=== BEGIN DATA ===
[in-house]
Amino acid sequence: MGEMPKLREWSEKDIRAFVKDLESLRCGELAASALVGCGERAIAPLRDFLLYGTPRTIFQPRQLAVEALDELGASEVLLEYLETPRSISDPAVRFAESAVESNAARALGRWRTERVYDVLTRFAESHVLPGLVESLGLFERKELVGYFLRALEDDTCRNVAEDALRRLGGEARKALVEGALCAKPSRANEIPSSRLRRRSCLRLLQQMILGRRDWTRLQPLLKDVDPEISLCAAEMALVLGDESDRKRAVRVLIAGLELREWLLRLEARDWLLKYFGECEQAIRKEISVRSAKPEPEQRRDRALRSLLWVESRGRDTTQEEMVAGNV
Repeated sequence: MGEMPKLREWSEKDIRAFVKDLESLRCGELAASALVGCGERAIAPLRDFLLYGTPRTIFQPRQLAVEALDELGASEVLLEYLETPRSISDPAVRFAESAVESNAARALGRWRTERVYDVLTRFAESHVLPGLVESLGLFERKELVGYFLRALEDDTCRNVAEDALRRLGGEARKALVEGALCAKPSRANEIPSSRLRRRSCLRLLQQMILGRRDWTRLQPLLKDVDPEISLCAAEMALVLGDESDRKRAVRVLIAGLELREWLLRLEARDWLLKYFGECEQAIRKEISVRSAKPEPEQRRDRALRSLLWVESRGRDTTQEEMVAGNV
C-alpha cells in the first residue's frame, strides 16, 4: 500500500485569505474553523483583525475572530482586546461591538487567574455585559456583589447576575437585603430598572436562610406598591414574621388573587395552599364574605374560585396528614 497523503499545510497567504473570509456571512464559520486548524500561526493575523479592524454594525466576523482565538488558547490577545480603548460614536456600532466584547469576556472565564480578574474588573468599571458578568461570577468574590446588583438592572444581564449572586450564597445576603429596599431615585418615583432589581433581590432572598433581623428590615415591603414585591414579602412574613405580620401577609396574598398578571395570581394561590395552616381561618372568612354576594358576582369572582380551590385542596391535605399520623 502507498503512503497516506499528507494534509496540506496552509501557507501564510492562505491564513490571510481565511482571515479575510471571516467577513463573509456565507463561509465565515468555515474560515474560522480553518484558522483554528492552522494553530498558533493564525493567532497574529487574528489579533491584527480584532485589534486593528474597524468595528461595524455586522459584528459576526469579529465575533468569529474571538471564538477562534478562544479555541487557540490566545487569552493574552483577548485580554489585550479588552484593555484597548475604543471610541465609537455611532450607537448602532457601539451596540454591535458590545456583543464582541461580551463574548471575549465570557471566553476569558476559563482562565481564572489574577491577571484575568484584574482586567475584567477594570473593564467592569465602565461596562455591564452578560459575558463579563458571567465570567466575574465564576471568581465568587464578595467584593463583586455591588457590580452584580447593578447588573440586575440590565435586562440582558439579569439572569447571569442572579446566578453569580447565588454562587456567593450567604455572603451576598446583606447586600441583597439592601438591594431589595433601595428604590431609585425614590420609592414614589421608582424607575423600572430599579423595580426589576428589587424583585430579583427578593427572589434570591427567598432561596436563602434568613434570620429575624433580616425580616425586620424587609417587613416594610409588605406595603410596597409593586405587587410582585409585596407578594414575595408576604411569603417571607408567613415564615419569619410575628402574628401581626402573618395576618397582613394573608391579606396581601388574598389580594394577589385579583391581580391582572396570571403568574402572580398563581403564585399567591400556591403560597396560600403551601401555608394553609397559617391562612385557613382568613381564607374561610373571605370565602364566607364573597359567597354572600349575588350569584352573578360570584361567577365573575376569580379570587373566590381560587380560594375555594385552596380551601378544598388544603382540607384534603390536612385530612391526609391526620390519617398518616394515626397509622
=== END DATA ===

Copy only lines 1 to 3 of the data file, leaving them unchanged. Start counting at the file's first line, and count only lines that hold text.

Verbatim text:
[in-house]
Amino acid sequence: MGEMPKLREWSEKDIRAFVKDLESLRCGELAASALVGCGERAIAPLRDFLLYGTPRTIFQPRQLAVEALDELGASEVLLEYLETPRSISDPAVRFAESAVESNAARALGRWRTERVYDVLTRFAESHVLPGLVESLGLFERKELVGYFLRALEDDTCRNVAEDALRRLGGEARKALVEGALCAKPSRANEIPSSRLRRRSCLRLLQQMILGRRDWTRLQPLLKDVDPEISLCAAEMALVLGDESDRKRAVRVLIAGLELREWLLRLEARDWLLKYFGECEQAIRKEISVRSAKPEPEQRRDRALRSLLWVESRGRDTTQEEMVAGNV
Repeated sequence: MGEMPKLREWSEKDIRAFVKDLESLRCGELAASALVGCGERAIAPLRDFLLYGTPRTIFQPRQLAVEALDELGASEVLLEYLETPRSISDPAVRFAESAVESNAARALGRWRTERVYDVLTRFAESHVLPGLVESLGLFERKELVGYFLRALEDDTCRNVAEDALRRLGGEARKALVEGALCAKPSRANEIPSSRLRRRSCLRLLQQMILGRRDWTRLQPLLKDVDPEISLCAAEMALVLGDESDRKRAVRVLIAGLELREWLLRLEARDWLLKYFGECEQAIRKEISVRSAKPEPEQRRDRALRSLLWVESRGRDTTQEEMVAGNV